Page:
Glossary Term Definition:
A profile is a limited, specific implementation of a standard. Standards often permit a wide array of possible implementations; profiles implement a specific configuration of values selected from the range of values provided by the standard.
For example: MPEG-4 is an international audio-video encoding standard (ISO/IEC CD 14496); MPEG-4 Part 2 deals specifically with encoding video. MPEG-4 Part 2 standards specify that media should be encoded between 64 and 8000 kilobits of visual data per second (kbit/s), a range of data rates that accommodates anything from the audio stream of a digital telephone to the video stream of a DVD video (at 40,000 kbit/s, Blu-Ray video is well beyond the scope of MPEG-4 Part 2 and instead conforms to Part 10 of the MPEG-4 standard).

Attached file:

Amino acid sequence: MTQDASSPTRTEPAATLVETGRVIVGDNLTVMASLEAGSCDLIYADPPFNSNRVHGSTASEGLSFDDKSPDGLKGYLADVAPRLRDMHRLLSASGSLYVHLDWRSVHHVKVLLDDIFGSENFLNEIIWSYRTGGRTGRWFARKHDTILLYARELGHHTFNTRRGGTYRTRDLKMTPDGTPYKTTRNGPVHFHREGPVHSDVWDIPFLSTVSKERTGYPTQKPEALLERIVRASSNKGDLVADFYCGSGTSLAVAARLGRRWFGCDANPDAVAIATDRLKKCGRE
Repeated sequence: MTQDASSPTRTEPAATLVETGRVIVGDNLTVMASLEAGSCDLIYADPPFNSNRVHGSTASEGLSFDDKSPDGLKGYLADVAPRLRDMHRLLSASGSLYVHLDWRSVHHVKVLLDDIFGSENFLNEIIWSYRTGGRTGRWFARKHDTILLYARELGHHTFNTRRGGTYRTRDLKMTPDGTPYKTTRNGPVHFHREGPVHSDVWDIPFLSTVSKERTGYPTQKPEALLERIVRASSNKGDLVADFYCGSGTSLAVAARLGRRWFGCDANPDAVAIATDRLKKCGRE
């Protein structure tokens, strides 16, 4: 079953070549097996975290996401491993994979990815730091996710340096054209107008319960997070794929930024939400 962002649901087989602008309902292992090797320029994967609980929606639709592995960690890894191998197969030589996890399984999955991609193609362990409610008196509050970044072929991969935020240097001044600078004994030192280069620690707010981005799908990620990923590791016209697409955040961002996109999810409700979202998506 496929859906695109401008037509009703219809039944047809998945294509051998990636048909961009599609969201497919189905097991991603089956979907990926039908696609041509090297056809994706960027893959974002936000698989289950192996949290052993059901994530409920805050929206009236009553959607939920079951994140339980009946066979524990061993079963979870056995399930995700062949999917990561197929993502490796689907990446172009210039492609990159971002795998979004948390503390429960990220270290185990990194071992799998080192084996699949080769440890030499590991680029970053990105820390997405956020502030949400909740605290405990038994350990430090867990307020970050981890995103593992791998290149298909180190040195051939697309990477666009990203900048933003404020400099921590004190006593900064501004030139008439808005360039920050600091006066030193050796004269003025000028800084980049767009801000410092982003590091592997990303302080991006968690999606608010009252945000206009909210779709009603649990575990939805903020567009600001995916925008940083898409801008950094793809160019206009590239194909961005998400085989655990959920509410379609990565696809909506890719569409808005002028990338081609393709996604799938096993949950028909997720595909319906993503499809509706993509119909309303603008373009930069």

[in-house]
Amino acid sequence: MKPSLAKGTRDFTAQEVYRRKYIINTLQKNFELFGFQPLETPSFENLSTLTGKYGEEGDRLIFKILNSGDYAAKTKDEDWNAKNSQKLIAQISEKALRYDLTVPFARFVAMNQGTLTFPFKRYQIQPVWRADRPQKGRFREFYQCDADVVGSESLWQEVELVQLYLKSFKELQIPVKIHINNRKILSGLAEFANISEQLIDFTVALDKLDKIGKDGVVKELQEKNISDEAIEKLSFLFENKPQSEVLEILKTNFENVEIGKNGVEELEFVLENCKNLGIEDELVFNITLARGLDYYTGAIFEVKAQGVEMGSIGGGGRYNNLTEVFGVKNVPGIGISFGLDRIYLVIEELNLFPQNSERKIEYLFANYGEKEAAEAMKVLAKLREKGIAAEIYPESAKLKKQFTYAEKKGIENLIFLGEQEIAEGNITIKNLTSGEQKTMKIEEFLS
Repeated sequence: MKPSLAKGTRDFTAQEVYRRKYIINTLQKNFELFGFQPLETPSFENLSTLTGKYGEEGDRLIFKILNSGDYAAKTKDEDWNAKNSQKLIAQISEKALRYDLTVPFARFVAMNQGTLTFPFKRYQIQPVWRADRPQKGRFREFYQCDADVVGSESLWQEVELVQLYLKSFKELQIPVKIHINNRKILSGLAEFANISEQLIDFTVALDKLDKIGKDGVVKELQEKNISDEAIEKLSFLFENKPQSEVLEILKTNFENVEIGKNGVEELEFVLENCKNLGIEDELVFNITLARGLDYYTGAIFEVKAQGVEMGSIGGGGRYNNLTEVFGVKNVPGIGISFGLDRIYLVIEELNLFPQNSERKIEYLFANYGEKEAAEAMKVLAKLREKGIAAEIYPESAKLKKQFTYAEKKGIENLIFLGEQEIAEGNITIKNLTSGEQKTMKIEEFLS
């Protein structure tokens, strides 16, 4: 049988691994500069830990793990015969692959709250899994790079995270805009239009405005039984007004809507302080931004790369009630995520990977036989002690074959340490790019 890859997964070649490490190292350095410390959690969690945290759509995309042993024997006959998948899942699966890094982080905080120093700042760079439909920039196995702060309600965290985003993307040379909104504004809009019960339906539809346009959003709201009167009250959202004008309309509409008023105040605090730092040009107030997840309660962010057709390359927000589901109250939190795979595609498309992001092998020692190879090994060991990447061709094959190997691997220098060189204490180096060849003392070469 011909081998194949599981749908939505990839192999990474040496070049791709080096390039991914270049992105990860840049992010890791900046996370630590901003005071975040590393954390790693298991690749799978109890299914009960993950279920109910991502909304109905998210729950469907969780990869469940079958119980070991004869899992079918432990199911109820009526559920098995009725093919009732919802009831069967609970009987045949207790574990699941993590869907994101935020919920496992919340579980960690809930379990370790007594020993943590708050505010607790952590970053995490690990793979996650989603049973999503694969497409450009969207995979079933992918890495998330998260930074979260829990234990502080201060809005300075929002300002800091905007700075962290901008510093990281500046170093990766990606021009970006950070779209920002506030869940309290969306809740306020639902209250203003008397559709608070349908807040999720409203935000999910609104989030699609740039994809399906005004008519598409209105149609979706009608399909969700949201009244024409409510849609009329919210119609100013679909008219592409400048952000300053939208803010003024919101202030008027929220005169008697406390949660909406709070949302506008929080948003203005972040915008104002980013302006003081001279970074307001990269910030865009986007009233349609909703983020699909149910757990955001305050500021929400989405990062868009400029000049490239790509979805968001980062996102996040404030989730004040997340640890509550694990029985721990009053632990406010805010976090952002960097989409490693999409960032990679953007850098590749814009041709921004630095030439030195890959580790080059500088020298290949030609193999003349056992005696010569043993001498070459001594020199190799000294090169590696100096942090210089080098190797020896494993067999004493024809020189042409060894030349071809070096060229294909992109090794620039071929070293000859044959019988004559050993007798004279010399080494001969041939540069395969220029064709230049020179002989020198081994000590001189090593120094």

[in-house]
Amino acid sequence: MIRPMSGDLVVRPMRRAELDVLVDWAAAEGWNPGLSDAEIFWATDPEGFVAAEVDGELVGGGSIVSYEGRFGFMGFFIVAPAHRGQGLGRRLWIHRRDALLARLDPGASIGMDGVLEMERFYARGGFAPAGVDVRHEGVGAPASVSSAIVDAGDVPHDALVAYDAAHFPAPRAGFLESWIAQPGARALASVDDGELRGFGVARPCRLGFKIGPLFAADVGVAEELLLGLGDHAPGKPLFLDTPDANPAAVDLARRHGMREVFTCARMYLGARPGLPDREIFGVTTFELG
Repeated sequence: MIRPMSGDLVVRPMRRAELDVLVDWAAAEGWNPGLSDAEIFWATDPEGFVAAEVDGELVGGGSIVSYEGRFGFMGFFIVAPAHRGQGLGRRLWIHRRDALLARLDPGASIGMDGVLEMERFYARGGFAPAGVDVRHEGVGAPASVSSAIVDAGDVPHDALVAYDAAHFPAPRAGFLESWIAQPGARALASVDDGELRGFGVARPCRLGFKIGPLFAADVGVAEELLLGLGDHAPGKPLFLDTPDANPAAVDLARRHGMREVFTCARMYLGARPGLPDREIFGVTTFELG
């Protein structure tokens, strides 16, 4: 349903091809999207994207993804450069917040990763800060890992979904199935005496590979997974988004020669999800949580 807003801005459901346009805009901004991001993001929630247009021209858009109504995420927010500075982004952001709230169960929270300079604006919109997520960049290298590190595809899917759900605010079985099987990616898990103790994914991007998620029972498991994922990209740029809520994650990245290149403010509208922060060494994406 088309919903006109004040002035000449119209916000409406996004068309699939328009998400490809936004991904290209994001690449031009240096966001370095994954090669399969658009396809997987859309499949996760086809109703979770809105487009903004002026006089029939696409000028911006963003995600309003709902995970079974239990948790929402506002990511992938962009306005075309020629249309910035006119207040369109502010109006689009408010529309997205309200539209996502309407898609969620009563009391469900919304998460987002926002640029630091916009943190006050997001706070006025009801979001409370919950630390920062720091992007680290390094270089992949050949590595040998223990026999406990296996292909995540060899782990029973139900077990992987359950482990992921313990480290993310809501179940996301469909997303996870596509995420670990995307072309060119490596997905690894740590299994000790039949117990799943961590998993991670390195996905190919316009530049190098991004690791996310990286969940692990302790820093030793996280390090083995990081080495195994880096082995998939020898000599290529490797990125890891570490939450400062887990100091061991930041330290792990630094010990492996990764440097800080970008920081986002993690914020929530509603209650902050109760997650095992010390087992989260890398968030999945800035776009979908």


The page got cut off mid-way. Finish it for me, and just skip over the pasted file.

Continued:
To simplify things, the MPEG-4 Part 2 standard lists several specific implementations, or profiles, of the MPEG-4 Part 2 standard, each of which specifies a maximum bitrate (in concert with other variables, such as frame rate, that are not included here):
- Simple Profile: 64-384 kbit/s, maximum
- Level 0: 64 kbit/s, maximum
- Level 0b: 128 kbit/s, maximum
- Level 1: 64 kbit/s, maximum
- Level 2: 128 kbit/s, maximum
- Level 3: 384 kbit/s, maximum
- Advanced Simple Profile: 128-8000 kbit/s, maximum
- Level 0: 128 kbit/s, maximum
- Level 1: 128 kbit/s, maximum
- Level 2: 384 kbit/s, maximum
- Level 3: 768 kbit/s, maximum
- Level 3b: 1500 kbit/s, maximum
- Level 4: 3000 kbit/s, maximum
- Level 5: 8000 kbit/s, maximum
So, digital video encoded at 1200 kbit/s would conform to Level 3b of the Advanced Simple Profile of the MPEG-4 Part 2 standard.